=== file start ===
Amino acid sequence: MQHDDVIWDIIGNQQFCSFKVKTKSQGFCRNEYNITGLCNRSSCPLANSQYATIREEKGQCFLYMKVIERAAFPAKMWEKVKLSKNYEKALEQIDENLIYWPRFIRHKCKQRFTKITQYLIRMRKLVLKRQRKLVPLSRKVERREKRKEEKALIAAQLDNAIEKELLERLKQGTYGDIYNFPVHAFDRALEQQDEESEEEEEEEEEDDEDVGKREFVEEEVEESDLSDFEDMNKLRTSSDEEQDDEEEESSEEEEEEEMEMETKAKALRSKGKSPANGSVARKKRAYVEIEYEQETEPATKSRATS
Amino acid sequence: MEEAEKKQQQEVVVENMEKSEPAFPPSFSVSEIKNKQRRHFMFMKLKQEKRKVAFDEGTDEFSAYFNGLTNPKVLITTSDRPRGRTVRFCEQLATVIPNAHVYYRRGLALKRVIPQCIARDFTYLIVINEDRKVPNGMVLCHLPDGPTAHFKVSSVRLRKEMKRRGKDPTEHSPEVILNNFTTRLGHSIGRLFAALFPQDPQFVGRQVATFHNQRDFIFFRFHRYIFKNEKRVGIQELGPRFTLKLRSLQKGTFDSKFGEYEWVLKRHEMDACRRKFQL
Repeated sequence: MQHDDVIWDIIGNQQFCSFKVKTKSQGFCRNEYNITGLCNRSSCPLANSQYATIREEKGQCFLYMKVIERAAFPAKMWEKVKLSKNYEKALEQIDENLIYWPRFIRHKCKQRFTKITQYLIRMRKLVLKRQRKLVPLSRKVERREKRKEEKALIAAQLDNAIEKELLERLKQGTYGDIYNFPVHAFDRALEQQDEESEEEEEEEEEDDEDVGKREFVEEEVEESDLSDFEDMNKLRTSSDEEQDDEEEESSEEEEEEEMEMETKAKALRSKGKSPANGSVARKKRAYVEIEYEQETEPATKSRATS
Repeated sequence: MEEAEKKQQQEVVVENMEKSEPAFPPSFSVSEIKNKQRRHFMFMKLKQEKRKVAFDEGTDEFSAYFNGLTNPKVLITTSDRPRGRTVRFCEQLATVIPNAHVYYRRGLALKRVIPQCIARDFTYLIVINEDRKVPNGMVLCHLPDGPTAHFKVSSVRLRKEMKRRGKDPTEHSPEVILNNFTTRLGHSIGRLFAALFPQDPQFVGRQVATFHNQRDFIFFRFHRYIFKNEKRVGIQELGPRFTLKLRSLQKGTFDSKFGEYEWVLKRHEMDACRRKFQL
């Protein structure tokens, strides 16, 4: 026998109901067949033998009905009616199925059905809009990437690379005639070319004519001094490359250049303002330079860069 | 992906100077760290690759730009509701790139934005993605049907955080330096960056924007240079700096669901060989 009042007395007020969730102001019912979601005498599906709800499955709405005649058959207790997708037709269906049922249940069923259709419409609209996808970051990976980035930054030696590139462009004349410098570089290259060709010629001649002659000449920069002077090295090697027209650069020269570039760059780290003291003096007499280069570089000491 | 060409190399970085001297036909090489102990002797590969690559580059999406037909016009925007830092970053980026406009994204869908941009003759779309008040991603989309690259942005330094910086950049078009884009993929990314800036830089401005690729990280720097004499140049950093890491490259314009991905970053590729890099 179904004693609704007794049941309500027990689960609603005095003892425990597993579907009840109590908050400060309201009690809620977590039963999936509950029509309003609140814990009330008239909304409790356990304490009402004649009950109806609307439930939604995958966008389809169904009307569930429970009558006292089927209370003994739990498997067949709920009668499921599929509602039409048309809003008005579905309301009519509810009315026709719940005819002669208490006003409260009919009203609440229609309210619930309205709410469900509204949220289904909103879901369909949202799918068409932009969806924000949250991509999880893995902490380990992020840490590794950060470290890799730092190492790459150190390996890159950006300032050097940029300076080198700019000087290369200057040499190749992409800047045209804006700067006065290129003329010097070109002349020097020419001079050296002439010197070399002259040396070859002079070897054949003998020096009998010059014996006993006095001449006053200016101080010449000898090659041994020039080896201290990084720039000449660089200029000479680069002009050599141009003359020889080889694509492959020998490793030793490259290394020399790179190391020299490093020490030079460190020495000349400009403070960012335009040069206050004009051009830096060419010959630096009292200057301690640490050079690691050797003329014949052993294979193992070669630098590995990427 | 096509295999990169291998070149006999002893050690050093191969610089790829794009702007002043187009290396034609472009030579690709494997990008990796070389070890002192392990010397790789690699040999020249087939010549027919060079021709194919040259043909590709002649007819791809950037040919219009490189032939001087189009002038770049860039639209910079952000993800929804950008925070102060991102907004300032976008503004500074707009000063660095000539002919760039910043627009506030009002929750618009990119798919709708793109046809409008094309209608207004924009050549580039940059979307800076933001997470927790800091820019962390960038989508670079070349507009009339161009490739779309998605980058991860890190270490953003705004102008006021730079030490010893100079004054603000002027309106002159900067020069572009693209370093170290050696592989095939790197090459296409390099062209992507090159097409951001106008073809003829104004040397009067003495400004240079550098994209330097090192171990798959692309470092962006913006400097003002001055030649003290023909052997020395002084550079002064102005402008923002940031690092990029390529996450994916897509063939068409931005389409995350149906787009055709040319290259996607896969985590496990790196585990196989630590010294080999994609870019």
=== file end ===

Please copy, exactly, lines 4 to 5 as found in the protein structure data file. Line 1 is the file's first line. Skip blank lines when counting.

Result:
Repeated sequence: MEEAEKKQQQEVVVENMEKSEPAFPPSFSVSEIKNKQRRHFMFMKLKQEKRKVAFDEGTDEFSAYFNGLTNPKVLITTSDRPRGRTVRFCEQLATVIPNAHVYYRRGLALKRVIPQCIARDFTYLIVINEDRKVPNGMVLCHLPDGPTAHFKVSSVRLRKEMKRRGKDPTEHSPEVILNNFTTRLGHSIGRLFAALFPQDPQFVGRQVATFHNQRDFIFFRFHRYIFKNEKRVGIQELGPRFTLKLRSLQKGTFDSKFGEYEWVLKRHEMDACRRKFQL
């Protein structure tokens, strides 16, 4: 026998109901067949033998009905009616199925059905809009990437690379005639070319004519001094490359250049303002330079860069 | 992906100077760290690759730009509701790139934005993605049907955080330096960056924007240079700096669901060989 009042007395007020969730102001019912979601005498599906709800499955709405005649058959207790997708037709269906049922249940069923259709419409609209996808970051990976980035930054030696590139462009004349410098570089290259060709010629001649002659000449920069002077090295090697027209650069020269570039760059780290003291003096007499280069570089000491 | 060409190399970085001297036909090489102990002797590969690559580059999406037909016009925007830092970053980026406009994204869908941009003759779309008040991603989309690259942005330094910086950049078009884009993929990314800036830089401005690729990280720097004499140049950093890491490259314009991905970053590729890099 179904004693609704007794049941309500027990689960609603005095003892425990597993579907009840109590908050400060309201009690809620977590039963999936509950029509309003609140814990009330008239909304409790356990304490009402004649009950109806609307439930939604995958966008389809169904009307569930429970009558006292089927209370003994739990498997067949709920009668499921599929509602039409048309809003008005579905309301009519509810009315026709719940005819002669208490006003409260009919009203609440229609309210619930309205709410469900509204949220289904909103879901369909949202799918068409932009969806924000949250991509999880893995902490380990992020840490590794950060470290890799730092190492790459150190390996890159950006300032050097940029300076080198700019000087290369200057040499190749992409800047045209804006700067006065290129003329010097070109002349020097020419001079050296002439010197070399002259040396070859002079070897054949003998020096009998010059014996006993006095001449006053200016101080010449000898090659041994020039080896201290990084720039000449660089200029000479680069002009050599141009003359020889080889694509492959020998490793030793490259290394020399790179190391020299490093020490030079460190020495000349400009403070960012335009040069206050004009051009830096060419010959630096009292200057301690640490050079690691050797003329014949052993294979193992070669630098590995990427 | 096509295999990169291998070149006999002893050690050093191969610089790829794009702007002043187009290396034609472009030579690709494997990008990796070389070890002192392990010397790789690699040999020249087939010549027919060079021709194919040259043909590709002649007819791809950037040919219009490189032939001087189009002038770049860039639209910079952000993800929804950008925070102060991102907004300032976008503004500074707009000063660095000539002919760039910043627009506030009002929750618009990119798919709708793109046809409008094309209608207004924009050549580039940059979307800076933001997470927790800091820019962390960038989508670079070349507009009339161009490739779309998605980058991860890190270490953003705004102008006021730079030490010893100079004054603000002027309106002159900067020069572009693209370093170290050696592989095939790197090459296409390099062209992507090159097409951001106008073809003829104004040397009067003495400004240079550098994209330097090192171990798959692309470092962006913006400097003002001055030649003290023909052997020395002084550079002064102005402008923002940031690092990029390529996450994916897509063939068409931005389409995350149906787009055709040319290259996607896969985590496990790196585990196989630590010294080999994609870019």